Carter Williams, CEO and Managing Director, iSelect Fund
Seemingly overnight, alternative proteins are everywhere. Impossible burgers are on the menu at restaurants across the country, Taco Bell is testing a taco made with synthetic chicken and plant-based milk producer Oatly just completed an IPO that valued the company at $ 13B.
In the west, a lot of this dovetails with health. People are living longer and healthier lives and they are looking for higher quality, more nutritious foods to help them do that. Plant-based alternatives generally fit that bill compared to traditional western diets based around red meat, heavy starches and carbohydrates.
At the same time, markets are opening up across Asia where the growing middle class is driving increasing demand for protein of all sorts. But not at the expense of health. The governments of South Korea, Singapore and India, in particular, are very focused on not repeating the mistakes of the western diet and are looking at plant-based diets as a way to improve the quality of their food systems without adding new healthcare costs to the mix.
New demand, new technologies
But there is a disconnect between the surging demand for plant-based meats and other alternative proteins and the reality of the agriculture supply chain: It remains difficult for farmers to produce enough protein-bearing crops to meet this need. The current system is simply reaching its limit – from the amount of protein available in today’s plants to the techniques used to extract it during food production – to live up to the promise of plant-based foods at scale.
The simple truth is that we need seeds that contain higher quality protein in greater quantities than is available today and we need better ways to extract it during processing. Once we get to the point that a unit of effort in the field can produce two to three times the protein from each plant we’ll be able to exponentially increase the protein supply without sacrificing quality. But how?
Plant-based alternatives generally fit that bill compared to traditional western diets based around red meat, heavy starches and carbohydrates.
That’s the challenge that synthetic biology companies like Benson Hill, Zymergen and Ginkgo Bioworks are working to solve. Leveraging technologies like fermentation, microfluidics, CRISPR and more they are dramatically improving our ability to direct and steer biology in ways that will help us solve these challenges.
But synbiology is more than just big data. It’s microfluidics, it is directed breeding, it is gene editing and more, all based on predictive modeling to turn these statistical models into actual, field level insights and products.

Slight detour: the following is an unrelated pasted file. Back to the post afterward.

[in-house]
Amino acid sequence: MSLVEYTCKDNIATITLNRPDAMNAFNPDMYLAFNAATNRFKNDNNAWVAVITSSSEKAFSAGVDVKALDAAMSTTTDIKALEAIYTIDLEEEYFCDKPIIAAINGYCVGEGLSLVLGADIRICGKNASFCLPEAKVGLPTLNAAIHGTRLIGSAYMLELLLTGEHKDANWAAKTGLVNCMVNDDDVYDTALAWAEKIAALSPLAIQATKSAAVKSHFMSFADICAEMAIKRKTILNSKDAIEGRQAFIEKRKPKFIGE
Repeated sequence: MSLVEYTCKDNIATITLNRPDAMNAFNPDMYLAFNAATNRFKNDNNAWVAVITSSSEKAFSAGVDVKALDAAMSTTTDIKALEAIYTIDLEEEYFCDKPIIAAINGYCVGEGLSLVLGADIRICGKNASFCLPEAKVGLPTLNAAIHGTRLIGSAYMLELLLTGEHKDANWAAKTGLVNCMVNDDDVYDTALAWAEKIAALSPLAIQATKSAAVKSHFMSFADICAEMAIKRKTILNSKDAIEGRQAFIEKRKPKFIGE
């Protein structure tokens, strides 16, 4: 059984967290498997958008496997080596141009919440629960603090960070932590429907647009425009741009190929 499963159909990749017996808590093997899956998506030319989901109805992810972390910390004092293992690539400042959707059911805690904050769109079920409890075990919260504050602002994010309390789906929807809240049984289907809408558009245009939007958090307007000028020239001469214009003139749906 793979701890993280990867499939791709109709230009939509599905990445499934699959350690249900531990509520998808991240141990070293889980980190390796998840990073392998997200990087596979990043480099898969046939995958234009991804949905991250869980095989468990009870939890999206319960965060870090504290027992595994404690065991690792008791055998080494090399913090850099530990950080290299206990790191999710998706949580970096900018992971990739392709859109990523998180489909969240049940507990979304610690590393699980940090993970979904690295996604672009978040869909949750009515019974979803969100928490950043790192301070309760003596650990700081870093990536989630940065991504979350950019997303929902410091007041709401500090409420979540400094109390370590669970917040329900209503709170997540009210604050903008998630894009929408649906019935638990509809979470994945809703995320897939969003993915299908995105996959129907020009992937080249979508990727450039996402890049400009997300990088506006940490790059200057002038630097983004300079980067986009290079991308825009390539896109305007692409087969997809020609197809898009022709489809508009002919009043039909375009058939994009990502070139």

This impacts more than just protein capacity. By improving the process efficiency and quality of plant-based proteins, these companies are able to greatly reduce downstream processing to improve the end product. When growing protein-rich crops, at some point producers have to extract it from the plant in order to manufacture their foods. But the traditional extraction process damages the taste, forcing food companies to put additives into it to get the case back. And so the ingredient list gets longer. But increasing the protein quality and the nutrition off the field simplifies post-processing and reduces the amount of ingredients that end up on plant-based food labels. That saves producers money while making consumers happier. A win-win.
Investment as rocket fuel
The transition of Zymergen, Ginkgo Bioworks and Benson Hill to the public markets is a signal that we've laid the foundation to truly scale this technology. The research is happening, the products are in the field being grown and now it is time to accelerate the growth of plant-based meats. Not just among known companies like Impossible but at the thousands of other similar companies around the world that are also innovating in plant-based alternatives.
We’re at an inflection point in this market and it is just getting started.
Think back to where information technology was like 40 years ago. As of 1980, IT accounted for just 0.8 percent of GDP and less than 3% of all employment. Investment, growth and large-scale adoption changed all that in the 90s and, by 2015, the tech sector had grown to 5.2 percent of GDP. Our lives today would not be the same without that development.
The same thing is happening right now in plant-based protein. Like the telecom transition it is starting with building out the infrastructure to support mass adoption, driven by synbiology companies. Once that is in place, consumer adoption will increase and new developments will only serve to create better and better versions of what already has been proven to work.
Today it might just be a farmer growing soybeans in their field. But that routine work is poised to help meet the demand for better food in places like Asia while also helping Americans and others improve their health by eating closer to the ground. Maybe that will be in the form of plant-based alternative proteins. Maybe it will be traditional animal-based meat that’s produced more efficiently and humanely using higher quality feeds. As investment shifts to support the work being done by synbiology companies, that’s when we’ll start to see improvements in our food, our health and our day to day lives.
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